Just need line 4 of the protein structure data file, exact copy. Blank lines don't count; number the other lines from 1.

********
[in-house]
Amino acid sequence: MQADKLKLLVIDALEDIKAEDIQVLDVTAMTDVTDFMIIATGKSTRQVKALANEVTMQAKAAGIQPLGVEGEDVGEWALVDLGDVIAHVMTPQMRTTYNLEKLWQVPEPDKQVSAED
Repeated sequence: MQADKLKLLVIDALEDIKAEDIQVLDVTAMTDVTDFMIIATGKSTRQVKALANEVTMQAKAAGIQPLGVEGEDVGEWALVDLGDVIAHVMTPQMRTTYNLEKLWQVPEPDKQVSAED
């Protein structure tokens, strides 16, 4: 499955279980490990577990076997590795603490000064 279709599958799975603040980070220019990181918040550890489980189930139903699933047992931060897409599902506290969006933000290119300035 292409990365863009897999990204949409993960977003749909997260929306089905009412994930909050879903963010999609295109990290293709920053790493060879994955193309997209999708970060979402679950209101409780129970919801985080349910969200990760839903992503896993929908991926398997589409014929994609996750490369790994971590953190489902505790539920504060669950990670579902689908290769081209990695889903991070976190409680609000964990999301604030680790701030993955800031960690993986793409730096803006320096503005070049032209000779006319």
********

């Protein structure tokens, strides 16, 4: 499955279980490990577990076997590795603490000064 279709599958799975603040980070220019990181918040550890489980189930139903699933047992931060897409599902506290969006933000290119300035 292409990365863009897999990204949409993960977003749909997260929306089905009412994930909050879903963010999609295109990290293709920053790493060879994955193309997209999708970060979402679950209101409780129970919801985080349910969200990760839903992503896993929908991926398997589409014929994609996750490369790994971590953190489902505790539920504060669950990670579902689908290769081209990695889903991070976190409680609000964990999301604030680790701030993955800031960690993986793409730096803006320096503005070049032209000779006319």